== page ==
The composition of the oral microbiota varies with the age of the host. Age-related changes in the oral cavity result from tooth eruption, dietary changes, hormonal fluctuations and salivary flow. Infants are especially susceptible to microbial colonization, as specific antibodies, such a secretory immunoglobulin A, are present at relatively low levels during infancy. At birth, the oral cavity is usually void of microbes, except in cases of chorioamnionitis . Rapid contamination of external and internal surfaces occurs when the fetus is exposed to the flora of the birth canal and to the external environment, especially through contact with the mother and with contaminated milk and water. The rate and extent of neonatal oral cavity colonization depends on various perinatal and neonatal factors, such as the mucosal immune system, gestational age, mode of delivery, hospitalization in an intensive care unit, type and mode of feeding and antibiotic treatment. The mucosal immune system represents the first line immune response against oral infection. Secretory IgA present in the saliva may control the oral microbes by preventing their adherence to the oral mucosa and the teeth . Salivary IgA concentrations and IgA antibody specificities appear to be influenced by gestational age, which may reflect the level of the mucosal immune system . Because neonates are immunologically immature, they are at risk of developing infections. Premature or low-birthweight neonates are thus at a particularly high risk of infection . However, the colonization of the oral cavity after birth could be delayed by Caesarean section delivery or total parenteral nutrition [14, 15].
Cariogenic microbe colonization, especially with the major pathogenic microorganism associated with dental caries (S. mutans), was found to occur during a window of infectivity between 19 and 31 months of age. This so-called “window of infectivity” theory of cariogenic microbe acquisition should be reevaluated using modern molecular techniques for microbial detection. Real-time PCR is a clinical tool for detecting and quantifying the presence of bacterial pathogens. Compared to traditional culturing methods, real-time PCR is fast and cost effective, but it is limited by the quality of the primers and probes chosen. These primers and probes must be sensitive enough to detect all of the target organisms yet specific enough to exclude all others . Cephas et al.  demonstrated that 62.2% of the edentulous infants had Streptococcus genera in their salivary samples. Milgrom et al.  studied the occurrence of S. mutans in infants between 6 and 12 months of age and found these microbes in 48.3% of the plaque samples and in 58.3% of the saliva samples collected from their tongues. In our study, S. mutans was detected in all full-term one-year-old infants.
It has been speculated that birth by Caesarean section would decrease an infant’s early colonization by S. mutans because the immune defense system of neonates can avoid the extensive exposure to maternal microorganisms that occurs during vaginal birth . Our results did not confirm speculations about the relationship of the delivery mode and the early colonization of the oral cavity with S. mutans. In our study, most premature infants (75%) were born via Caesarean section and still had minimal S. mutans colonization of the oral cavity.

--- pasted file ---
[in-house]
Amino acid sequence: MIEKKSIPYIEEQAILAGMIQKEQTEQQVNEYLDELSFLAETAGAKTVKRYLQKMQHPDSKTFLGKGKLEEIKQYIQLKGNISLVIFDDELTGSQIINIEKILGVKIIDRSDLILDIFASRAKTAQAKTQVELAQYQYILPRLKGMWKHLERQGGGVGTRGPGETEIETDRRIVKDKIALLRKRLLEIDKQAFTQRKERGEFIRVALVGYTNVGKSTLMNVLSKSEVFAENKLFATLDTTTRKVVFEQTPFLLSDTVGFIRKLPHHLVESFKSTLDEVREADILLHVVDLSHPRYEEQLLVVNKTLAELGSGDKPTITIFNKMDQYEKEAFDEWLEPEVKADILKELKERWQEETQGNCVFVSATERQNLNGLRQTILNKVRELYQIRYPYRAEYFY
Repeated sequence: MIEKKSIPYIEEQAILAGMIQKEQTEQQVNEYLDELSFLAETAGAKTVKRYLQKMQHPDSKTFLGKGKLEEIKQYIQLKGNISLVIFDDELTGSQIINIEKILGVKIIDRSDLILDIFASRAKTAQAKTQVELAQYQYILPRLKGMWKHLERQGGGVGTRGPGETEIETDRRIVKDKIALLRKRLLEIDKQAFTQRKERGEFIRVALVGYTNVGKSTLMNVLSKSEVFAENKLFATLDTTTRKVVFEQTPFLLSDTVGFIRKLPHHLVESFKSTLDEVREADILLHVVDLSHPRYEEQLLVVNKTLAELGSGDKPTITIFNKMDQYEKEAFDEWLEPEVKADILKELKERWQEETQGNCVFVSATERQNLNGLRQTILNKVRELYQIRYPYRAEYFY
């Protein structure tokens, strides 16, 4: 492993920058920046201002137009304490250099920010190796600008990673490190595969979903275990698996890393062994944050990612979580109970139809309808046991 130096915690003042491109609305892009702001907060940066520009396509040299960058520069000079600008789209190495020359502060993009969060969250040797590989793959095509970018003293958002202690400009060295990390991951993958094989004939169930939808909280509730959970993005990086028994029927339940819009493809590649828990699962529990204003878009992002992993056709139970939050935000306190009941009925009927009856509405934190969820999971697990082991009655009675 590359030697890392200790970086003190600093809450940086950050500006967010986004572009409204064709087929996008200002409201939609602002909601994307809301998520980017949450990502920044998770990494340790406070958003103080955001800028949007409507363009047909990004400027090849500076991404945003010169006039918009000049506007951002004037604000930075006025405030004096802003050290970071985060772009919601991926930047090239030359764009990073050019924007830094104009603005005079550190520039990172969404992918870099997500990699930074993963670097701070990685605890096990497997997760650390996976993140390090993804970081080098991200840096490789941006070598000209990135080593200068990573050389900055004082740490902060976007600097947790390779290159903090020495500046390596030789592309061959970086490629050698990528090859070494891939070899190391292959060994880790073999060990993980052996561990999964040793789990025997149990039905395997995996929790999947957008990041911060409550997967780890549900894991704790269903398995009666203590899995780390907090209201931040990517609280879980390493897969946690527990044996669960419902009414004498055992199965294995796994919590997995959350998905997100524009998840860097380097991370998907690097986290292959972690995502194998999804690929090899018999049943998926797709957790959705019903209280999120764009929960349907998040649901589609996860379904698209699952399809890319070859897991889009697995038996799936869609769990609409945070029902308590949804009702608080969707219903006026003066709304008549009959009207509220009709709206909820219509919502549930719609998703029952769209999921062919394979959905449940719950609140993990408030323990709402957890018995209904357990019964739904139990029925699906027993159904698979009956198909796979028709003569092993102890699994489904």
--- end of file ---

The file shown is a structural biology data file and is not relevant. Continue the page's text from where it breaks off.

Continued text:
The presence of Lactobacillus species is correlated with both active caries and an increased predisposition for future caries, as these bacteria interact with other microorganisms during their colonization. We found very high positive levels of Lactobacillus species (98.7%) in the saliva samples of the one-year-old infants. However, Könönen et al.  detected Lactobacillus species in only 2% of 12-month-old infants.
Actinomyces species play an important role in the initiation and progression of caries due to their aciduricity and ability to co-aggregate with S. mutans. Actinomyces species were present in 83% of the caries-free infants in our study, which is consistent with the reported 91% prevalence of this species in one-year-old infants described by Könönen et al. .
Anaerobic bacterial species associated with the onset of periodontal diseases constitute an important part of the bacterial community of the mouth. The timing and type of the initial oral colonization of infants is of great importance, as it lays the groundwork for all further colonization. According to some previous studies [22, 23], the colonization of the oral cavity in infants by periodontal pathogens is thought to be rare, occurring most commonly when the mother has periodontitis. Improved methods based on the PCR technique suggest that the acquisition of some microbes associated with periodontal disease occurs in the oral cavity earlier than was previously supposed. Obligate anaerobes can and do begin to colonize the oral cavities of infants prior to tooth eruption . Some authors [25–27] have detected periodontal pathogens in young children, although the prevalence of these microbes has been relatively low. In our earlier study , periodontal pathogens (Aggregatibacter actinomycetemcomitans, Prevotella intermedia and F. nucleatum) were found in the saliva of 2.9% of newborns, 63.8% of six-month-old predentate infants and 97.8% of 12- month-old infants. Yang et al.  detected periodontal pathogens in 71% of children with an average age of 32.4 ± 7.5 months. In our recent study, we found that 91% of full-term one-year-old infants had periodontal pathogens. Thus, the reported prevalence of periodontal pathogens in the oral cavity varies considerably across different studies [24–27]. One of the most important periodontal pathogens is Aggregatibacter actinomycetemcomitans. This microbe was the most frequently detected periodontal pathogen found in our study and was present in the saliva of 83% of the very-low birthweight infants and in 96% of the full-term infants. Lamell et al.  detected Aggregatibacter actinomycetemcomitans in only 25% of infants under one year of age and, according to their work, Aggregatibacter actinomycetemcomitans is usually a transient colonizer of a child’s oral cavity.